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20 OCTOBER 2020

Liver Awareness Month: Fibrosis

Let’s Stop the Progression of Liver Disease

Last week, in our hepatitis blog post, we reviewed the role of inflammation in the liver and what happens when someone has liver disease and develops hepatitis. If you missed it, read it here.

As a refresher, inflammation occurs when a healthy liver is hard at work destroying toxins or invaders and repairing damaged cells. Damaged liver cells and immune cells both send out messages to activate specific repair cells which travel to the site of the injury. These repair cells release something called collagen, a fiber, which stiffens the tissue around the cells, protects the surviving cells, and allows healing to occur. In a healthy liver, this repair process is very closely regulated and, when no longer needed the extra collagen will disperse and the liver returns to normal.

When someone has liver disease, their liver enters into a very dangerous cycle. Persistent inflammation, or hepatitis, sends nonstop signals to the repair cells to continue depositing collagen. The extra collagen stiffens around the tissue like it is supposed to in the healthy liver; but, instead of a signal being released to stop the inflammation and discard the extra collagen, the inflammation continues, and even more collagen is deposited, leading to more stiffening. This is how fibrosis develops.

When repetitive damage or long-lasting inflammation occurs, collagen and other proteins build-up between liver cells, forming scar tissue. Scar tissue can block or limit blood flow within the liver, starving and killing healthy liver cells, causing more scar tissue to form. Unlike healthy liver cells, scar tissue cannot function or repair itself. As fibrosis advances it can impact the liver’s ability to function, limit its ability repair itself, and restrict blood flow. Over time, the scars in the liver will continue to build and replace healthy tissue. Gradually, the scars snake out further, covering more of the healthy liver and grow together, or bridge, creating septa or bands of scar tissue. Fibrosis also restricts blood flow; when a doctor wants to determine how severe the scarring is, they examine the impact on the portal blood flow (the portal vein brings all the blood from the intestines to the liver to be processed).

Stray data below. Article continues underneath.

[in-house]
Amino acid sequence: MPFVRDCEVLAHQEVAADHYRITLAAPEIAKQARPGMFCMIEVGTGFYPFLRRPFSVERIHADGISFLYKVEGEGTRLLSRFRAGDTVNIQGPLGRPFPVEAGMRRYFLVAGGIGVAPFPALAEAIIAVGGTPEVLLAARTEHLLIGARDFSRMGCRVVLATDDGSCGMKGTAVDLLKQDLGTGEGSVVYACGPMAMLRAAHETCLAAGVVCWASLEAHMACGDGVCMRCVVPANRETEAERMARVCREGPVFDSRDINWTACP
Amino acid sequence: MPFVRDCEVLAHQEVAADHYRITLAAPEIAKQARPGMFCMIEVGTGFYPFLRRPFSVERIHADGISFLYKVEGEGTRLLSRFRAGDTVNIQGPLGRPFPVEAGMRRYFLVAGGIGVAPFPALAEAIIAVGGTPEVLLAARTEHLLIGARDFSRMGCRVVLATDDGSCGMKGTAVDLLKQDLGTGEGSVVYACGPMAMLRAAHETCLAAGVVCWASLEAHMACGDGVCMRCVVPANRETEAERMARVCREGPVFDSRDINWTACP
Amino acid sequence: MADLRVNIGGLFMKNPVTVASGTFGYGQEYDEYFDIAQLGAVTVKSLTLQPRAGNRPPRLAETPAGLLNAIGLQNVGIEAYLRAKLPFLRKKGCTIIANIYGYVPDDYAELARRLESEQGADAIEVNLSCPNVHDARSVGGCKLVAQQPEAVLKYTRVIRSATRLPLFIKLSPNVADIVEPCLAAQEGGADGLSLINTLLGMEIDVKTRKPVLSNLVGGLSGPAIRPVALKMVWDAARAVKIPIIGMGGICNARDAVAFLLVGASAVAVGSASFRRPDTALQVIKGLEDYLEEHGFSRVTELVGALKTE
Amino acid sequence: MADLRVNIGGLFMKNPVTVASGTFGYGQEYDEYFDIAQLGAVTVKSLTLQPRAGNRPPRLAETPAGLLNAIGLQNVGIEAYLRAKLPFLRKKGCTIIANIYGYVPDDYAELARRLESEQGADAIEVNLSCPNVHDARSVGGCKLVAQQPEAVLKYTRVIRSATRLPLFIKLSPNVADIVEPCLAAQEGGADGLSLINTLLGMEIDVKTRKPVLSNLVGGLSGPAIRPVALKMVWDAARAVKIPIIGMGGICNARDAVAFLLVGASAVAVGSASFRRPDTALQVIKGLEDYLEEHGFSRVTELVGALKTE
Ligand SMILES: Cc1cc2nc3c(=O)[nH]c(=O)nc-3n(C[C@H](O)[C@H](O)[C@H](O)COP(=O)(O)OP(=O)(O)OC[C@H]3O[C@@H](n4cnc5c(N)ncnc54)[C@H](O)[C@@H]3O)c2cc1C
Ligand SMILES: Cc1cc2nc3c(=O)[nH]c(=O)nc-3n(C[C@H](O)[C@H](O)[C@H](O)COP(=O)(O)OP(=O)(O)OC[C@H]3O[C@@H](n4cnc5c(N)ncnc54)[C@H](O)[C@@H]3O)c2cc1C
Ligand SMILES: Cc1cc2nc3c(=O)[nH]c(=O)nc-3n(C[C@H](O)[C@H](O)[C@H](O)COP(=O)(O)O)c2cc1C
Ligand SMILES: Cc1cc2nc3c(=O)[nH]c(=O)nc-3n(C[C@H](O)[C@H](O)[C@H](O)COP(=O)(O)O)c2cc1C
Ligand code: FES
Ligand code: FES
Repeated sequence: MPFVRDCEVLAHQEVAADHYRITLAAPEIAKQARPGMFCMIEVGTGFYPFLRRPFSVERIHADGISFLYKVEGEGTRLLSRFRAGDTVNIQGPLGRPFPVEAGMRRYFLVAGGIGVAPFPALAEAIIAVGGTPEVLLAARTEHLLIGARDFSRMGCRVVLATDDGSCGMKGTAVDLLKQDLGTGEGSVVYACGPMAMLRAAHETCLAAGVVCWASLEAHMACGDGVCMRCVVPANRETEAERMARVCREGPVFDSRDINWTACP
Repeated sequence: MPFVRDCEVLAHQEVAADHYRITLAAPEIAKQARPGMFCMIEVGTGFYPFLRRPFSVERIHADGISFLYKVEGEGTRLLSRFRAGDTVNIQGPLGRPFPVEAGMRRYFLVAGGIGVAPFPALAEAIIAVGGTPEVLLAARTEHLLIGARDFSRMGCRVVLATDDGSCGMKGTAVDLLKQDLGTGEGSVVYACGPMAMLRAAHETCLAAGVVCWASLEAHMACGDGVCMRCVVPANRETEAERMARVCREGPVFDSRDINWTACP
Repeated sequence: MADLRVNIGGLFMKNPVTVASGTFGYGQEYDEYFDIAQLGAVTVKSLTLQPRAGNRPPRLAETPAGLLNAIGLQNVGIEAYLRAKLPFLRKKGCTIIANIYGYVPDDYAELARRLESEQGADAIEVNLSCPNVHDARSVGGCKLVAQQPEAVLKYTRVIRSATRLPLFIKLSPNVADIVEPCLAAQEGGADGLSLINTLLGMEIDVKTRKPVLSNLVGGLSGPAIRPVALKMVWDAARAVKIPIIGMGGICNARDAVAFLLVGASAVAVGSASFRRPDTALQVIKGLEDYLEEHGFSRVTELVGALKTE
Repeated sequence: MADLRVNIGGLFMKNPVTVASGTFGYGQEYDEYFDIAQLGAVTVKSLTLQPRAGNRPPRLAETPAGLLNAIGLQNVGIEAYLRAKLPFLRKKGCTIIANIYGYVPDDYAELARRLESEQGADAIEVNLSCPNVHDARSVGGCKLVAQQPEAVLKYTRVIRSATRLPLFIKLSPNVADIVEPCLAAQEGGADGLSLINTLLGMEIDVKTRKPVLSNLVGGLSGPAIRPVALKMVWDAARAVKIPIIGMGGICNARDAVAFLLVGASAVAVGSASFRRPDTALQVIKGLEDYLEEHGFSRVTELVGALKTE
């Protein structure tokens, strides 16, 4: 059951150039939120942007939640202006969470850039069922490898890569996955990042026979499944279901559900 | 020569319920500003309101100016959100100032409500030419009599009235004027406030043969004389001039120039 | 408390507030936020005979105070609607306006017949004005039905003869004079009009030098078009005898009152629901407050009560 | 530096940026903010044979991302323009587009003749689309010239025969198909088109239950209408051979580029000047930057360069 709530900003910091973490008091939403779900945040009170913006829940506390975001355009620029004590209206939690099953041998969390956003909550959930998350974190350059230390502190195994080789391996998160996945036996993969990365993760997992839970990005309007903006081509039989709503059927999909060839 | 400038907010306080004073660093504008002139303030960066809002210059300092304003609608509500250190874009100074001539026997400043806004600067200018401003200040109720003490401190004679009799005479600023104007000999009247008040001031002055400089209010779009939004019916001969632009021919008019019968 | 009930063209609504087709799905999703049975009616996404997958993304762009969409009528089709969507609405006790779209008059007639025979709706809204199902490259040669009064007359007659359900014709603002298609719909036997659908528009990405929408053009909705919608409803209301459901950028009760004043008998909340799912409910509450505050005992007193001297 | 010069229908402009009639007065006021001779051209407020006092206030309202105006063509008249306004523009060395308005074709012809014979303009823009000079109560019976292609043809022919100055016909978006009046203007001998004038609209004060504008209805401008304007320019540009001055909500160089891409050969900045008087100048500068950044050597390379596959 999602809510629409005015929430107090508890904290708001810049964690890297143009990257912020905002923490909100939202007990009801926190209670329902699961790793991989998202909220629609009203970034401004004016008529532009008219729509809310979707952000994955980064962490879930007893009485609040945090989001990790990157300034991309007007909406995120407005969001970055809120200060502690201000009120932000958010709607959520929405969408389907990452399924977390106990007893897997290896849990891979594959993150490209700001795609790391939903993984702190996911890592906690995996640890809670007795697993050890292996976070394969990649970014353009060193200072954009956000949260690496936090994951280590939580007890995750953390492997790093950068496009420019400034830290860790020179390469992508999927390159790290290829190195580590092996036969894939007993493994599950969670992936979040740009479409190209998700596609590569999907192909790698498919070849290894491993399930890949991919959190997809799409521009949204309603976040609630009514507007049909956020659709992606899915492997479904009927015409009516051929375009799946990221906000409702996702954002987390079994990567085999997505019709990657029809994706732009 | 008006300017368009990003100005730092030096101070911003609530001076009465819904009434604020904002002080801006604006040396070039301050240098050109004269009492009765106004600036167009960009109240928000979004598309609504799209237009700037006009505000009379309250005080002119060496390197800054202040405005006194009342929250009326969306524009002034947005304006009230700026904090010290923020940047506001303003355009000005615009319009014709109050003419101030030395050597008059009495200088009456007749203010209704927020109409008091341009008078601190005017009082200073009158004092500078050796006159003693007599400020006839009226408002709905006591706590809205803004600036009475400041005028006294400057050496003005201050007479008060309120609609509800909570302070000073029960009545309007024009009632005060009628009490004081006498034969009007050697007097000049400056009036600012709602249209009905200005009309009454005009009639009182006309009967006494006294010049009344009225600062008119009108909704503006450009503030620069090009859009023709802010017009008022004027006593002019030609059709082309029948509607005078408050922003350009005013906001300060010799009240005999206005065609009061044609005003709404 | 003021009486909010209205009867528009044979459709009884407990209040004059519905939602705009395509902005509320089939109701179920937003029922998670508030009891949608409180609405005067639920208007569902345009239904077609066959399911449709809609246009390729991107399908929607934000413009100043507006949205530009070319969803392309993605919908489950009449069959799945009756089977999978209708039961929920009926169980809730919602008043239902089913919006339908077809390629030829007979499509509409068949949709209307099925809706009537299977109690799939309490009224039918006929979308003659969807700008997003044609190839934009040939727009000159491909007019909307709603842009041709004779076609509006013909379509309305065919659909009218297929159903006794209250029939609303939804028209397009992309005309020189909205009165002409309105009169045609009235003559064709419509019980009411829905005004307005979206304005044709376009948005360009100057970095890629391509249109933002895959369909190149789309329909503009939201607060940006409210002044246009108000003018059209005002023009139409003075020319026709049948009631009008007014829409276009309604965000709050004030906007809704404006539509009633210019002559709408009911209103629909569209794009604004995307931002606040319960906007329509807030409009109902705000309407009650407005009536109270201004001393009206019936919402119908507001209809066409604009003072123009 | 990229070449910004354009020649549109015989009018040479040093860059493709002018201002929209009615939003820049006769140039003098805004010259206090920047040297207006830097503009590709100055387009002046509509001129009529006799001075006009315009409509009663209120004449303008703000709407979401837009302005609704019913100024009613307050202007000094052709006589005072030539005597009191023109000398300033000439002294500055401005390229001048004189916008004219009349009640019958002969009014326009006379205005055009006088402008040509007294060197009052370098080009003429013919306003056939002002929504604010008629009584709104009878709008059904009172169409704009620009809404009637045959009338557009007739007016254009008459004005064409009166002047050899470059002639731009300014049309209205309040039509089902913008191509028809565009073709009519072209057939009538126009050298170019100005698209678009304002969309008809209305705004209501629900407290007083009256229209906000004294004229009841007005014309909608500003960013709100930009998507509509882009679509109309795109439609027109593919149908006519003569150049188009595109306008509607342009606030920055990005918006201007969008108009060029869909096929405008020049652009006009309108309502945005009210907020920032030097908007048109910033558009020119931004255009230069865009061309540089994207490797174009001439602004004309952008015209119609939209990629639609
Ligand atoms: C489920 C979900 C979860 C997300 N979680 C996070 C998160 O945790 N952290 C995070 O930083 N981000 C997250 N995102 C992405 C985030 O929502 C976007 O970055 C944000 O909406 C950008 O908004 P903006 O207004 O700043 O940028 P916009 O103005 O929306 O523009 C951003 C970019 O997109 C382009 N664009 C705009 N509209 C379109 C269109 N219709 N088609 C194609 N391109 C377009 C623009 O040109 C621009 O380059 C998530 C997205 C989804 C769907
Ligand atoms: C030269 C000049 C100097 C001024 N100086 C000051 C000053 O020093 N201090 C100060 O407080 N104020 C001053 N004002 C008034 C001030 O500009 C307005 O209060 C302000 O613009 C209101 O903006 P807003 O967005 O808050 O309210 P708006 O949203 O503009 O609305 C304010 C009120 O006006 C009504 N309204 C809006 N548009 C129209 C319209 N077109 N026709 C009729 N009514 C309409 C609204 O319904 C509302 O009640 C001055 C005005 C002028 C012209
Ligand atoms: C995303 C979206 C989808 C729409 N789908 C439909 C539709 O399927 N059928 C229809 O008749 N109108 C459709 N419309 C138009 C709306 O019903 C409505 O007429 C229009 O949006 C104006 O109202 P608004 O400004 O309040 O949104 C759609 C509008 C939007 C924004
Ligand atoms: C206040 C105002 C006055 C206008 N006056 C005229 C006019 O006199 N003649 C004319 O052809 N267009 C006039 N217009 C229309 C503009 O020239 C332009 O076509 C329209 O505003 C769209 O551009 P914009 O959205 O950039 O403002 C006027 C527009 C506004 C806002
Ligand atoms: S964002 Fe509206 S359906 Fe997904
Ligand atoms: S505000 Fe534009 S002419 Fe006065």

Fibrosis in mild to moderate stages often does not cause symptoms. Due to a lack of symptoms, many people live with liver damage, or fibrosis, without being diagnosed until they have symptoms of cirrhosis. Fibrosis can be reversed if detected early enough and the underlying liver disease that caused the development of fibrosis can be cured or treated. If fibrosis is left untreated, it can lead to cirrhosis and liver cancer. It is important to remember that the process of fibrosis progressing to cirrhosis happens over a long period of time. The time it takes for fibrosis to progress is different for every disease and every person. Not everyone who develops fibrosis will progress to cirrhosis. Not everyone who gets cirrhosis will get cancer.

If you have been diagnosed with liver disease, it is important to know the stage of your liver damage. Knowing the stage of your liver disease will impact the decisions you and your care team make about your health. People with more advanced fibrosis or cirrhosis will need to receive surveillance for liver cancer, may need to avoid certain medications, and may need to be seen by their doctor more frequently for blood tests. There are several tests that can diagnose liver damage. There are also a few scoring systems used. Learn more about them below.

American Liver Foundation is solely responsible for this content, which is made possible through generous support from Mallinckrodt and Salix.

 


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